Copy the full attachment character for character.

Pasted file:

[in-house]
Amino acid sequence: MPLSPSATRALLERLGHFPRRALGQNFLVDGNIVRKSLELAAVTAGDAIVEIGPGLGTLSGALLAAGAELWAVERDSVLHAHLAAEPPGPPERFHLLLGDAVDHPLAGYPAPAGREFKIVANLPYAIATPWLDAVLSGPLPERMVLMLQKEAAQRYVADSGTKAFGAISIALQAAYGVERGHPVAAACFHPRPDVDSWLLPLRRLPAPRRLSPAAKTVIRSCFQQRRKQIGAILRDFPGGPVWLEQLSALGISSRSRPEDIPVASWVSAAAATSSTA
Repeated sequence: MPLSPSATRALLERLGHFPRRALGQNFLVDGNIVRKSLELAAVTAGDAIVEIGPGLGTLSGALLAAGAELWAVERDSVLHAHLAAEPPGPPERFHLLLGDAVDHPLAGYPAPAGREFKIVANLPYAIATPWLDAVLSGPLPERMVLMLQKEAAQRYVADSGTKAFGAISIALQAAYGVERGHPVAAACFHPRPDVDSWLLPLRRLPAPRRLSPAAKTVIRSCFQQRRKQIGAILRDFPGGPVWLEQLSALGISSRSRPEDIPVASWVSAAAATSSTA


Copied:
[in-house]
Amino acid sequence: MPLSPSATRALLERLGHFPRRALGQNFLVDGNIVRKSLELAAVTAGDAIVEIGPGLGTLSGALLAAGAELWAVERDSVLHAHLAAEPPGPPERFHLLLGDAVDHPLAGYPAPAGREFKIVANLPYAIATPWLDAVLSGPLPERMVLMLQKEAAQRYVADSGTKAFGAISIALQAAYGVERGHPVAAACFHPRPDVDSWLLPLRRLPAPRRLSPAAKTVIRSCFQQRRKQIGAILRDFPGGPVWLEQLSALGISSRSRPEDIPVASWVSAAAATSSTA
Repeated sequence: MPLSPSATRALLERLGHFPRRALGQNFLVDGNIVRKSLELAAVTAGDAIVEIGPGLGTLSGALLAAGAELWAVERDSVLHAHLAAEPPGPPERFHLLLGDAVDHPLAGYPAPAGREFKIVANLPYAIATPWLDAVLSGPLPERMVLMLQKEAAQRYVADSGTKAFGAISIALQAAYGVERGHPVAAACFHPRPDVDSWLLPLRRLPAPRRLSPAAKTVIRSCFQQRRKQIGAILRDFPGGPVWLEQLSALGISSRSRPEDIPVASWVSAAAATSSTA